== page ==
On Monday, World Oceans Day, coral restoration took center stage in Islamorada. With the announcement of two innovative partnerships, the Upper Keys village is poised to become a new hub of coral restoration in the Keys.
Mote Marine Laboratory & Aquarium kicked off the announcements, with president and CEO Michael P. Crosby saying, “The Islamorada community has a rich history of world-class fishing, diving and ocean recreation and in many ways is the heartland of the Florida Keys. Mote is honored to establish Islamorada’s first science-based coral nursery as part of our broader strategic reef restoration and science education mission.”
Mote plans to build a land-based coral nursery ‒ the first of its kind in Islamorada ‒ on the beach at Bud n’ Mary’s Marina. The new coral nursery will supplement Mote’s in-water Looe Key and land-based Summerland Key nurseries.
The new nursery partnership will focus restoration efforts on Cheeca Rocks, a prominent reef near Islamorada and one of the National Oceanic and Atmospheric Administration’s (NOAA) seven “iconic reefs.” The goal of the massive undertaking is to bring the coral reefs back to healthy coral coverage through targeted coral restoration efforts like the new nursery in Islamorada.
Crosby reminded the audience that a $6 billion economy and 72,000 jobs in the Keys are built on the coral reefs, before reminiscing on the 60 percent living coral cover he enjoyed in the Keys as a kid. Today, that cover is less than 5 percent because “we’ve done everything we can in the ensuing decades to assault the reefs,” he said.
“Our reefs are in trouble. They won’t recover on their own. Innovative science is the way out, … but we also need significant community involvement,” Crosby said. “That’s why we’re here today.”
Sarah and Nick Stanczyk, representing the legendary Bud n’ Mary’s Marina, said they were “proud to partner.” Sarah, who is pregnant with the couple’s second child, especially noted that she wants her kids to be able to jump in the water and see coral.
In the second partnership reveal of the day, Michael Goldberg and Kylie Smith announced their new citizen-science restoration organization, Islamorada Conservation and Restoration Education(I.CARE).
Goldberg, the lead and co-founder, also owns Key Dives at Bud n’ Mary’s Marina. A self-proclaimed “coral person,” he was catalyzed to act by the deadly stony coral tissue loss disease that has ravaged Florida’s coral reef.
“I’ve been diving these reefs for 20-something years, and in the last few, I’ve heard them crying out,” an emotional Goldberg said. “It’s hard to talk about because I know what I used to see. I want to say to our reefs, ‘We hear your cry, and we’re gonna do something about it.’”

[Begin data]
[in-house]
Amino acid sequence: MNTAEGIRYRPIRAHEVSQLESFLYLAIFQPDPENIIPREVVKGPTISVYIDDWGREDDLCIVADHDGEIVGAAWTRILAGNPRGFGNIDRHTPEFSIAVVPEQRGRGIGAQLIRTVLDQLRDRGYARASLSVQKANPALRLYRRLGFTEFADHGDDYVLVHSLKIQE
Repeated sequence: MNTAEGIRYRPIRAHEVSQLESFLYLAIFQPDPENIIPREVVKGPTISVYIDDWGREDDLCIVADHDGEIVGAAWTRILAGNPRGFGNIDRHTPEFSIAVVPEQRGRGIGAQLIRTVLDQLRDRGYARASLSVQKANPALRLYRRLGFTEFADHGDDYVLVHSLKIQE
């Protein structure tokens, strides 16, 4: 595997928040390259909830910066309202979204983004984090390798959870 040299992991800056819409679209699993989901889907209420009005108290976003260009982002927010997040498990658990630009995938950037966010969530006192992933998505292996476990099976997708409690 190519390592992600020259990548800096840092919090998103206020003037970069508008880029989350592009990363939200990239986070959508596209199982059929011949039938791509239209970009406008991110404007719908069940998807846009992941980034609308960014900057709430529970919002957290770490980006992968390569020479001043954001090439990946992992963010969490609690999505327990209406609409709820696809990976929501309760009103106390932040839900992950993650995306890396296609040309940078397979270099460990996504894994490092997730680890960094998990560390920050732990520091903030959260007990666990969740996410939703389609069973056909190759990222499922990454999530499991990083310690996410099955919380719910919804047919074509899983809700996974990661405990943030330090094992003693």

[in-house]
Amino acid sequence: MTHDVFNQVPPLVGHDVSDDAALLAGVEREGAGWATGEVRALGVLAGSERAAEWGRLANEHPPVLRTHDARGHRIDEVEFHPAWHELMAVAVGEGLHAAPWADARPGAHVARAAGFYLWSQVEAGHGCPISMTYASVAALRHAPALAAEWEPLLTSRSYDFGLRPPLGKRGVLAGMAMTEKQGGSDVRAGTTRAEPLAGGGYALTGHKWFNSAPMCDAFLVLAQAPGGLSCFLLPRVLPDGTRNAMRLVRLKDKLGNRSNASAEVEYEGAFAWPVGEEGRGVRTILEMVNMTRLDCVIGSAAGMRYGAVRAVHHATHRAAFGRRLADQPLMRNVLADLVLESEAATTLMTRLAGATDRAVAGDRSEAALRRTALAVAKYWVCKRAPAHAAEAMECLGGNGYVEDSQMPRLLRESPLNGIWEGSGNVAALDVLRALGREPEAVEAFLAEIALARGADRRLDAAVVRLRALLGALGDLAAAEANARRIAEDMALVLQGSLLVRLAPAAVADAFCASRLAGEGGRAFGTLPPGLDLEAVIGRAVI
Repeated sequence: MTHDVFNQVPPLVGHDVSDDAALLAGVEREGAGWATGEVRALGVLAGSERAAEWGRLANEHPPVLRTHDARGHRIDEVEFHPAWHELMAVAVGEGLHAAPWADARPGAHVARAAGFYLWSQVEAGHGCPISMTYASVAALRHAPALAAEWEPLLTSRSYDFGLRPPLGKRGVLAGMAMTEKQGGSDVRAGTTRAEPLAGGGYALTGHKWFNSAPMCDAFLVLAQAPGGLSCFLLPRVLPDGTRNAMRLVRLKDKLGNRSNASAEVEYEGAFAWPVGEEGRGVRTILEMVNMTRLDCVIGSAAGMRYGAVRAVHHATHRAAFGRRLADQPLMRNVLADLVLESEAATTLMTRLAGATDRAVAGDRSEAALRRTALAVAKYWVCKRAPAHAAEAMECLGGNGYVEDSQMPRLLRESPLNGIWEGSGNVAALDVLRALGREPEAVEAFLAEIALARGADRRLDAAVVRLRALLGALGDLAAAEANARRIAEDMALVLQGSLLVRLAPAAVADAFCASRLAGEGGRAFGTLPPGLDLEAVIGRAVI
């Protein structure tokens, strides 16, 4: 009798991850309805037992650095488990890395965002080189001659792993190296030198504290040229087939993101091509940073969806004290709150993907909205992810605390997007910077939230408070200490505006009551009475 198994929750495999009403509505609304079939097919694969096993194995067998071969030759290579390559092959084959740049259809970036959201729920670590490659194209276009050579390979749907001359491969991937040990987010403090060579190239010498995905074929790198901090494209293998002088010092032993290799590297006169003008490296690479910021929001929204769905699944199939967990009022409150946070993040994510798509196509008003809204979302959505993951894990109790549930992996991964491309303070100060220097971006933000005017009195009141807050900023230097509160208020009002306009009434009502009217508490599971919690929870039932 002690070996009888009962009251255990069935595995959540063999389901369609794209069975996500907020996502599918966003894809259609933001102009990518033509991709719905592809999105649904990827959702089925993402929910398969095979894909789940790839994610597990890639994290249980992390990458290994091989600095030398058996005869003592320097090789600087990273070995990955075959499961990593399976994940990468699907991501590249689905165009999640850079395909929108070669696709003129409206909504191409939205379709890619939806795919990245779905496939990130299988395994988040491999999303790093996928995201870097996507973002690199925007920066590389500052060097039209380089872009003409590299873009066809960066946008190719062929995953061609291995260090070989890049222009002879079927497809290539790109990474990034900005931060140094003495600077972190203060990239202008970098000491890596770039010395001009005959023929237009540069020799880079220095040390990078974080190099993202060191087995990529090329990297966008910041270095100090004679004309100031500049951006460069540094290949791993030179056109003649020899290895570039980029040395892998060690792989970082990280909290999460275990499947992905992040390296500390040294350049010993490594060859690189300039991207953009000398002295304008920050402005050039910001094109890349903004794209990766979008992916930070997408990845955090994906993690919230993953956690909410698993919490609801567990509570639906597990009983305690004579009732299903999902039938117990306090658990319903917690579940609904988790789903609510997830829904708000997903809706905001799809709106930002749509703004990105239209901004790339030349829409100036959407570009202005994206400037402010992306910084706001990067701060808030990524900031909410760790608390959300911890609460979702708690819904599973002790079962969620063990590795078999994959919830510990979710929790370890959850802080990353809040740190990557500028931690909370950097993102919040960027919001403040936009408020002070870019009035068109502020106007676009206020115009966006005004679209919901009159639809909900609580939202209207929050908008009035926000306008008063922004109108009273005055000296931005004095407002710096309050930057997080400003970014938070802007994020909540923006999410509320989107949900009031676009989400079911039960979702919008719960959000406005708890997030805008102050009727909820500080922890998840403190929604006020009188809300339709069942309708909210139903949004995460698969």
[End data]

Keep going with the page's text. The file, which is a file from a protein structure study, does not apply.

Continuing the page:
The National Marine Sanctuaries Foundation is I.CARE’s fiscal sponsor, but Islamorada businesses are also putting some skin in the game. Dive and snorkel shops and fishing charters voluntarily donate $1 to $2 per customer to I.CARE or a percentage of their revenue. Hotels contribute anywhere from $0.25 to $2 per room per night. Restaurants and the Islamorada Village Council are also considering making donations or matches.
“Every business down here needs a healthy reef,” Goldberg emphasized. “It’s not a contract, but a commitment they make to I.CARE.”
I.CARE takes a community-based approach to coral restoration. The organization is partnering with local dive shops and Mote to “transform visitors into volunteer divers with a hands-on experience in restoration,” Goldberg said. Divers will take part in coral restoration and monitoring to bring the reef back with their own two hands. The land-based nursery at Bud n’ Mary’s Marina will provide the corals.
Smith, the project manager and co-founder of I.CARE, will oversee the science behind the community-driven effort to restore the reefs. The year-round restoration will be conducted under permits from the Florida Keys National Marine Sanctuary, which Smith anticipated receiving in the next few weeks.
“The reason what Mote is doing is working is because of the science behind it. They’re taking the corals that have been able to survive the bad conditions – high temps, acidity, pollution – and those are the corals they’re trying to reproduce or microfragment, and then they’re putting them through additional experiments for pH and temperature for what we think will be out there in 10 years,” Smith said. “Now, I.CARE is going to build off what Mote is doing, here in Islamorada. I’m excited.”
Smith explained how the coral transplanting changed her and how she hopes to affect citizen-divers. She said, “You become invested! The ones that survive, you fight for. The ones that don’t, you cry for. It becomes a very personal experience. It changed my life, and it’s hard to go back to anything else.”
Crosby concluded with a quote from Bill Mote, the namesake of Mote: “We’ve taken from the sea for generations. Now, it’s time to give back.”
Mote’s President & CEO Michael P. Crosby shares the past, present, and future of coral restoration at Mote, as they announce Islamorada’s new coral restoration project. MOTE MARINE LABORATORY/Contributed